Two D.C. Council committees advanced legislation allowing for the use of eminent domain in the construction of a $300 million professional soccer stadium in Washington, D.C.  The bill will now go before the full council for a vote on Tuesday.  While the legislation allows for eminent domain to be used to acquire the land, Mayor-elect Muriel Bowser, chair of the economic development committee, said she remains hopeful they will be able to come to a new agreement with the city for the land.

PA Commonwealth Court recently found that a property owner was not entitled to a private road across a neighboring property since it appeared that the property owner was entitled to an easement by necessity across another property.

In In Re: Laying Out and Opening of: Private Road in Hazle Township, owners of a landlocked property petitioned the Court pursuant to the Private Road Act for a road across a neighbor’s property to connect to PA Route 309. The Board of View determined that the property owners were not entitled to a private road because they could assert an easement by necessity over another property. The Commonwealth Court held that it was proper for the Board of View to consider whether the property owners could assert an easement by necessity across another property other than the property which was the subject of the Petition to Permit a Private Road.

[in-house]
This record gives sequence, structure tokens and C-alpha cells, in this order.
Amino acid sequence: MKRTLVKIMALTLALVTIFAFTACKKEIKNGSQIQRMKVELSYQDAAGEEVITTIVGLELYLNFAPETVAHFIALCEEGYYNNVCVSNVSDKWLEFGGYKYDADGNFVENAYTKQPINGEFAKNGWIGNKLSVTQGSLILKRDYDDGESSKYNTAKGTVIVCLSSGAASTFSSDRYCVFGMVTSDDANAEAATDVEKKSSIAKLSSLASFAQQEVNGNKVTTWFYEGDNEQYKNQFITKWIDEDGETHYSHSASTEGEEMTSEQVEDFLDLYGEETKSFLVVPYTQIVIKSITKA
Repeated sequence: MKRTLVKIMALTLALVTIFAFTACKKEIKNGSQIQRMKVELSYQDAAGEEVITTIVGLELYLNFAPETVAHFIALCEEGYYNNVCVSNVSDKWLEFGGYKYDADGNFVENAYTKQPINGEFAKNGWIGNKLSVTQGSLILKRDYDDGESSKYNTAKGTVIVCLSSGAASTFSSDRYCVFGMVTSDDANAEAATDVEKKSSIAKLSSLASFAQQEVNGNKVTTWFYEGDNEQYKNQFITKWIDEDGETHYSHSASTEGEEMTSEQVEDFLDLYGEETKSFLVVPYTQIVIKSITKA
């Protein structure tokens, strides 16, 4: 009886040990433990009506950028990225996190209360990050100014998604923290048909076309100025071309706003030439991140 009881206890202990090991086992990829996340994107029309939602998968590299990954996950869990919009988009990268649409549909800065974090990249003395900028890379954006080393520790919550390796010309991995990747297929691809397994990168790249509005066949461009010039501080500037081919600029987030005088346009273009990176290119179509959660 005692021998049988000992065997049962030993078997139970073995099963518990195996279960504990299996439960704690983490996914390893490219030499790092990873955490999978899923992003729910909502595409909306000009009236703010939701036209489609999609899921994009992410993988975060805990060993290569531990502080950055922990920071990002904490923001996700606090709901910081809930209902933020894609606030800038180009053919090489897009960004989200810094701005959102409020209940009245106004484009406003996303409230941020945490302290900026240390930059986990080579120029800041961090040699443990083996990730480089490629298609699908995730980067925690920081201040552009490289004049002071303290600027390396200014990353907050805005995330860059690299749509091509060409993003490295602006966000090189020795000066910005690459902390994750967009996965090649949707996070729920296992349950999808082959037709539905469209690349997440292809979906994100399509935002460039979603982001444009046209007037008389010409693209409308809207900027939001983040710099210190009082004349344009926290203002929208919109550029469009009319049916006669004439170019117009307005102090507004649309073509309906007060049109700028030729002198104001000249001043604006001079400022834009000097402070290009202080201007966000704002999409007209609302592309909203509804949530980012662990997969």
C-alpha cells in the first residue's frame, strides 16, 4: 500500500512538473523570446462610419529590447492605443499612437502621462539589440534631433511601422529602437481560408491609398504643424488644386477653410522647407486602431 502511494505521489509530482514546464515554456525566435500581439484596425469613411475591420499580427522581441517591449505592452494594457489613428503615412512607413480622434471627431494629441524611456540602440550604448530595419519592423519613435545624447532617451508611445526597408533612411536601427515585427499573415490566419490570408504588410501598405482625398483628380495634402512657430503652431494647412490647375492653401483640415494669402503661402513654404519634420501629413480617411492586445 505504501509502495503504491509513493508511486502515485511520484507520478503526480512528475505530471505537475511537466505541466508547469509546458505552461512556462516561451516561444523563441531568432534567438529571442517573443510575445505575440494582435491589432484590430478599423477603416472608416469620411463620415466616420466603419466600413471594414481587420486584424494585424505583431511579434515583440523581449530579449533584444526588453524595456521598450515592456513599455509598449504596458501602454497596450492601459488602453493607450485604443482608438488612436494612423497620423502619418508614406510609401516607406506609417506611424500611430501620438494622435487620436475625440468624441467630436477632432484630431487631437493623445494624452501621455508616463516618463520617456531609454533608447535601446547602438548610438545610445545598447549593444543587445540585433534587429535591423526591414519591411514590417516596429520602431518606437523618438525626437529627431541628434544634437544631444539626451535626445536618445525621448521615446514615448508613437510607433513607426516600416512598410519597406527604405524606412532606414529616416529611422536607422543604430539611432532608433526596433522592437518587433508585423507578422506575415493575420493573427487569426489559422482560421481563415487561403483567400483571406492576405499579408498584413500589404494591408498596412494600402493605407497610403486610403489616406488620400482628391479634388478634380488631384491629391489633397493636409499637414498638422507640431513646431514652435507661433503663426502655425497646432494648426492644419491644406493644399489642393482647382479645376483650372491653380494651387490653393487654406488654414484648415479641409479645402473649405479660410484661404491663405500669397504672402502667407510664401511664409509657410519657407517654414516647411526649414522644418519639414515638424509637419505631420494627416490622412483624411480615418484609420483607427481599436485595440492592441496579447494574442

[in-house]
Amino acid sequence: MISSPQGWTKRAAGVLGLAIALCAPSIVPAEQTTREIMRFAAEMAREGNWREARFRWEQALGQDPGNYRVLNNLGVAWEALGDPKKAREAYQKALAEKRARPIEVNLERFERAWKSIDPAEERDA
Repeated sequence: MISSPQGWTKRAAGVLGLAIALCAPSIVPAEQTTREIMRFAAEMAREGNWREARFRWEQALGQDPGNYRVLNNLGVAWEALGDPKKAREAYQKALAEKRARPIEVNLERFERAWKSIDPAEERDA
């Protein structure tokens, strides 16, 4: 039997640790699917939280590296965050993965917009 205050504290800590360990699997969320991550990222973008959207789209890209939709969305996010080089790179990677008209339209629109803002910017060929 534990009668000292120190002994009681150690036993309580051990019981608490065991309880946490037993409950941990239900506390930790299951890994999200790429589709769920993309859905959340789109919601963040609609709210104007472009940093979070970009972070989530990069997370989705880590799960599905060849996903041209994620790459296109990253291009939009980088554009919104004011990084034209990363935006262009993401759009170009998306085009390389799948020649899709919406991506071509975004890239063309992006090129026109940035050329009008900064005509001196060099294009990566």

The Pennsylvania Commonwealth Court found “When reviewing a request to open a private road under the Act, we are cognizant that the Act is in the nature of eminent domain and, therefore, must be strictly construed.” The Court further found that while the Board of View cannot “quiet title and make a determination binding on the affected landowners as to whether an easement by necessity exists, it is not error for a Board of Viewers to consider whether it appears that an easement by necessity exists. The potential existence of such an easement is relevant to the question of whether a private road is strictly necessary.”

PennDOT has shown signs that it is pursuing property acquisitions for Route 422 projects in Berks and Montgomery Counties (PA). PennDOT published a notice on September 3, 2011 in The Pottstown Mercury newspaper that it intends to acquire property in Lower Pottsgrove (PA) Township for that portion of its 422 reconstruction project. Property owners are also receiving notices of potential acquisition for various other 422 projects.